Top policymakers from the Nevada Gaming Policy Committee met recently to discuss the possibility of using recreational cannabis as a new tourism angle for the state.
While making Nevada's casinos 420-friendly won’t be easy considering the state’s strict stance against weed in the past, it’s not totally farfetched either. Casinos and other businesses with gaming licenses have been steering clear of the industry due to its federally illegal status. But many with an interest in the Las Vegas marijuana industry like the idea of marijuana lounges and pot tourism. And it is Sin City; anything is possible.
There does appear to be a potential opening that would permit the use of marijuana resort settings under certain circumstances, and that’s one of the topics that was discussed Wednesday.
Citing the continued confusion over federal intentions, Nevada governor Brian Sandoval chaired a half-day conference of the "Gaming Policy Committee" on November 28.
Reporting on the recent MJBizCon conference held in Las Vegas, state tax official Denise Contine shared her agency's estimate that the show generated a $28.2 million economic input on Sin City. Contine's estimates said about 58% of the estimated 18,000 visitors gambled during their stay, averaging a budget of about $530 each.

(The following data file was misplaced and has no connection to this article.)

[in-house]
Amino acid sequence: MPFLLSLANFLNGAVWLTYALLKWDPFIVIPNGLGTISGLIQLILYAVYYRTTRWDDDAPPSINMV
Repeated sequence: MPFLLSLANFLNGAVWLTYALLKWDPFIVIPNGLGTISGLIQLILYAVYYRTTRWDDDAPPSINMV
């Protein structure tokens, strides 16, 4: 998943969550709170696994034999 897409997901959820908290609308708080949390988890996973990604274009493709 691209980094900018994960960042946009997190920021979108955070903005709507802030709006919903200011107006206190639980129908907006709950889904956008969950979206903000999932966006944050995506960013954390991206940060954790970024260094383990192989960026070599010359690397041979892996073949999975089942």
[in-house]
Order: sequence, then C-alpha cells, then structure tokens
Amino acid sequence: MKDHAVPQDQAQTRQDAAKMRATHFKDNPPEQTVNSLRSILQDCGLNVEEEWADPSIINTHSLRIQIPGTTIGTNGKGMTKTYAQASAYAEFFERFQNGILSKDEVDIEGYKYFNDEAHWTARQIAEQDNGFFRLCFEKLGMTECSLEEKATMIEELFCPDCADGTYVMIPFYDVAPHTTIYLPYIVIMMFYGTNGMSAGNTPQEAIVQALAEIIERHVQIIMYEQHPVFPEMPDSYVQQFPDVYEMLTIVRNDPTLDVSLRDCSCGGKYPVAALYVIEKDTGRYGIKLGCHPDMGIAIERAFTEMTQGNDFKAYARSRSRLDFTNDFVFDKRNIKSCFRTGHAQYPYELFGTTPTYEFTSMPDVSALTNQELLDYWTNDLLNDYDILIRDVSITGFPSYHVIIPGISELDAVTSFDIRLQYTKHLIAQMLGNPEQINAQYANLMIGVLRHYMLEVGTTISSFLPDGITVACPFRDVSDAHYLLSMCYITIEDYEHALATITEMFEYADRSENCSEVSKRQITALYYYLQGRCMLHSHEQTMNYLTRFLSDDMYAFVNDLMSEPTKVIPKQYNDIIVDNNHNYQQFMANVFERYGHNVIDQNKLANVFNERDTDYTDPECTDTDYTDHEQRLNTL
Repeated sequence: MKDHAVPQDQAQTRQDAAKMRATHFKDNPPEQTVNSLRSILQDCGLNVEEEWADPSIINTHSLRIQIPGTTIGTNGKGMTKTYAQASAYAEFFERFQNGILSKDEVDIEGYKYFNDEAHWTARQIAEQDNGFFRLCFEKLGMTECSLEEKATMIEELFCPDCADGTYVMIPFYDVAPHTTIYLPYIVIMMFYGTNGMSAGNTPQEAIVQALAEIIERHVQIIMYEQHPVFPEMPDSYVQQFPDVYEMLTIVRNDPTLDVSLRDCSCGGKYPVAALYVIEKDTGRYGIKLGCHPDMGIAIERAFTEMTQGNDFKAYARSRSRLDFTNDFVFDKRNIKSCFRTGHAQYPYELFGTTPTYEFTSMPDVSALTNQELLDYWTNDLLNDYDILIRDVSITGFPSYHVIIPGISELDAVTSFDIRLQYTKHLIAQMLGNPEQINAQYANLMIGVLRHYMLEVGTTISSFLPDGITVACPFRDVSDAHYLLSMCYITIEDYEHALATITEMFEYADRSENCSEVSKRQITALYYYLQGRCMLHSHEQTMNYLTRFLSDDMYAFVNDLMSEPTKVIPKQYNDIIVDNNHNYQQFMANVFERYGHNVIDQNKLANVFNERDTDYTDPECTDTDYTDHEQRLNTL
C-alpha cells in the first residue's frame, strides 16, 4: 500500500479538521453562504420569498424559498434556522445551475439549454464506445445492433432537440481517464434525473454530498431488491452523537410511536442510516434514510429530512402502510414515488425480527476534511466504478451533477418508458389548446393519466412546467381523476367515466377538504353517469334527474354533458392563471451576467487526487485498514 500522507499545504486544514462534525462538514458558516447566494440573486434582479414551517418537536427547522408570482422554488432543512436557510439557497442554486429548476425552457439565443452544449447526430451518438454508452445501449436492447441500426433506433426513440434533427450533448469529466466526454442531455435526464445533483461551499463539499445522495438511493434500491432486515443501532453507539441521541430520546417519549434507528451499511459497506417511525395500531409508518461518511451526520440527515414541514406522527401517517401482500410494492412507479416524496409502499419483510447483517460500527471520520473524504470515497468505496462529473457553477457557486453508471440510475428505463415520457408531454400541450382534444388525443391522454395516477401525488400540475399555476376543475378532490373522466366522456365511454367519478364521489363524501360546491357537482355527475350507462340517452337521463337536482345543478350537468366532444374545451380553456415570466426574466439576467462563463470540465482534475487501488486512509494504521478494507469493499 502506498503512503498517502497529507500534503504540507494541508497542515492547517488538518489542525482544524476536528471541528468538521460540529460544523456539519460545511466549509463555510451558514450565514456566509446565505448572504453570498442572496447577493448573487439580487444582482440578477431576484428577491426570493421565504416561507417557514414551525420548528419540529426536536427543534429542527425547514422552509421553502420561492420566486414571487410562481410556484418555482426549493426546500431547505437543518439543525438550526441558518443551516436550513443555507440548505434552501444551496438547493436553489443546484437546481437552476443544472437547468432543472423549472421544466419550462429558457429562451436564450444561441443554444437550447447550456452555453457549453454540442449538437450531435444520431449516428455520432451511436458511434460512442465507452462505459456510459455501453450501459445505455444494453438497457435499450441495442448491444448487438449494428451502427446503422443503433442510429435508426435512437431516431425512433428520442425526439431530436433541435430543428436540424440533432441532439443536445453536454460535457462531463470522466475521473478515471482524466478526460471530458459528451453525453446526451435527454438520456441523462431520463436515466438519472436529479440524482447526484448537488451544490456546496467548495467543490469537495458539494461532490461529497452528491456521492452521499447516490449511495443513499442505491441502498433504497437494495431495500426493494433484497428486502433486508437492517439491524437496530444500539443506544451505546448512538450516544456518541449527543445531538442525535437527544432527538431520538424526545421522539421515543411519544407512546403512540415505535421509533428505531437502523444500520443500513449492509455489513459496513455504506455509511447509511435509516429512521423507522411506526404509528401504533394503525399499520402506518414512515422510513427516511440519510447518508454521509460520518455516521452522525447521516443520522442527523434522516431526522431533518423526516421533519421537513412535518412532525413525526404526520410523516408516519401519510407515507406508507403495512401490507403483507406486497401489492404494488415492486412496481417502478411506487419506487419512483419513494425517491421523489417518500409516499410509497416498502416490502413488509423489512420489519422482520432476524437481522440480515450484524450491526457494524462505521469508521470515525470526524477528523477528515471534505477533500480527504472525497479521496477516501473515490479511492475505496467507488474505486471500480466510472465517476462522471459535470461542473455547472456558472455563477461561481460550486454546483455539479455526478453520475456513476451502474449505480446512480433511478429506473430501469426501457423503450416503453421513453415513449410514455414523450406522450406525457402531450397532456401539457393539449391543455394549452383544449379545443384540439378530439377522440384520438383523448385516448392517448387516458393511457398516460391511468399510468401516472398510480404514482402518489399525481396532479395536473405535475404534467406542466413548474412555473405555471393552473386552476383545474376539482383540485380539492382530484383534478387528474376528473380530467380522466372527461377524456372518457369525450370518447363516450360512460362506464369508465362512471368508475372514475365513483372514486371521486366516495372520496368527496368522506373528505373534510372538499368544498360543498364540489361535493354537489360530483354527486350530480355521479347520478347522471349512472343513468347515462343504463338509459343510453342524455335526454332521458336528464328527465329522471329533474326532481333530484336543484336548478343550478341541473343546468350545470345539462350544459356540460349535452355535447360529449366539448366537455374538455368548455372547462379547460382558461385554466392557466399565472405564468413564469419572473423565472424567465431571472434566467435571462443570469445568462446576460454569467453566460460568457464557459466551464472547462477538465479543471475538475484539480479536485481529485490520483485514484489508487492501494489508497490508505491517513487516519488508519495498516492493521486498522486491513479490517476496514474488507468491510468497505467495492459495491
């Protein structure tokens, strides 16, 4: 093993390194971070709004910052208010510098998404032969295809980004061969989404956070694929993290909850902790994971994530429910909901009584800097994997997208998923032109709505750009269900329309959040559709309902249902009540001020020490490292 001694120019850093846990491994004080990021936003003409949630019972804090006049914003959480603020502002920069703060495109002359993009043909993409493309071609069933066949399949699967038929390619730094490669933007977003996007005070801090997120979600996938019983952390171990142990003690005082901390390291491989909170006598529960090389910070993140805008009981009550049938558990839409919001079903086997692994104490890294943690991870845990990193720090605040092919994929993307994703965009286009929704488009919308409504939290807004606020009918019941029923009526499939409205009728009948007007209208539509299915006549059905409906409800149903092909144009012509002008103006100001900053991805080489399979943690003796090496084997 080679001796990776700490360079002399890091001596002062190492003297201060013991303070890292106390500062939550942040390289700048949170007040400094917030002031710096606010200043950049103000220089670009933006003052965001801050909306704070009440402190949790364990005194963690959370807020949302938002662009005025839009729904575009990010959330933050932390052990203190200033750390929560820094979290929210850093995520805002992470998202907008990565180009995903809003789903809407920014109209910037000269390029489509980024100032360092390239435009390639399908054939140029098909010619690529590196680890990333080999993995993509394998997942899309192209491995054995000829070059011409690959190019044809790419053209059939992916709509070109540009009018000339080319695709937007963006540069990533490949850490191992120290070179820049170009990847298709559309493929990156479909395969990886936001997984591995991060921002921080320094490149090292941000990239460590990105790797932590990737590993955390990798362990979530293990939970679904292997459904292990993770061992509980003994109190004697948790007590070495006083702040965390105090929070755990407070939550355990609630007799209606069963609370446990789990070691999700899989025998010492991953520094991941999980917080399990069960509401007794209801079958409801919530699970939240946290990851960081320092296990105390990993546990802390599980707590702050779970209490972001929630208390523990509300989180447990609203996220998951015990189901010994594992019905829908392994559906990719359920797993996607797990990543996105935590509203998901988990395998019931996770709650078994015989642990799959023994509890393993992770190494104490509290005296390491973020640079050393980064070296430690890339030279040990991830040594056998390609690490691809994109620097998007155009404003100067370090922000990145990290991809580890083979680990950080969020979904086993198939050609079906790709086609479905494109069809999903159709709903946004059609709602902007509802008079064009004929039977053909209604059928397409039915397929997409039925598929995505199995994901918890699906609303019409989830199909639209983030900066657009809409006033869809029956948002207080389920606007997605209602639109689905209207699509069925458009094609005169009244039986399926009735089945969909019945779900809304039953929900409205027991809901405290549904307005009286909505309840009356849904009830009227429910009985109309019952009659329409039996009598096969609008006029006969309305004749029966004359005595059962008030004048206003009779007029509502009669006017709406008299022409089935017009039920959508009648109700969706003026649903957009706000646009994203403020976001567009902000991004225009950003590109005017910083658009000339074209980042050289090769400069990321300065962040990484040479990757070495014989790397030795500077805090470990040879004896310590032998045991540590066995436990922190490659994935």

Another panel member and CEO of MJBizCon, Cassandra Farrington, called on the 12-member sub-group of the state's powerful Nevada Gaming Commission to revisit the state's ban on cannabis-related educational meetings at hotel resort with a gaming license.
Farrington said the MJBizCon strictly forbids on-site cannabis products on the exhibit floor and discourages on-site consumption at its annual November confab, which moved to the Vegas Convention Center last month after four years at the Rio hotel. Sandoval wants the group to make recommendations on several cannabis policies for Nevada by February 2018.
A.G. Burnett (State Gaming Control Board Chairman) and Tony Alamo (Gaming Commission Chairman) are members of the committee. Alamo is also a medical doctor as well as the state’s gaming regulator.
The committee invited CEO of Marijuana Business Daily, Cassandra Farrington, to discuss potential revenue opportunities if Las Vegas were to host more cannabis conventions. MJBizCon (the Marijuana Business Conference and Expo) was at the LV Convention Center earlier this month and brought in over 10,000 people and 700 vendors to the city.
Deonne Contine and Kile Porter of the state Department of Taxation will be involved in the conversation as well. For a city that thrives on tourism and, in recent years, has been making more income from conventions than gambling, it’s a worthwhile idea to consider.
The agenda also includes an explanation of federal marijuana laws by attorney Brian Barnes of Cooper & Kirk and a discussion of financial relationships and money-laundering issues with three other experts. They include two Station Casinos executives, former Clark County Sheriff Bill Young, senior vice president of compliance and security for Station, and Paul Camacho, vice president of anti-money laundering compliance, as well as Candace Carlyon, an attorney with Clark Hill.
Las Vegas is the nation’s leading trade show destination in North America and already hosts more than 21,000 conventions and shows a year, some with unconventional products and topics. For now, only events that don’t allow sale or consumption of marijuana will be permitted.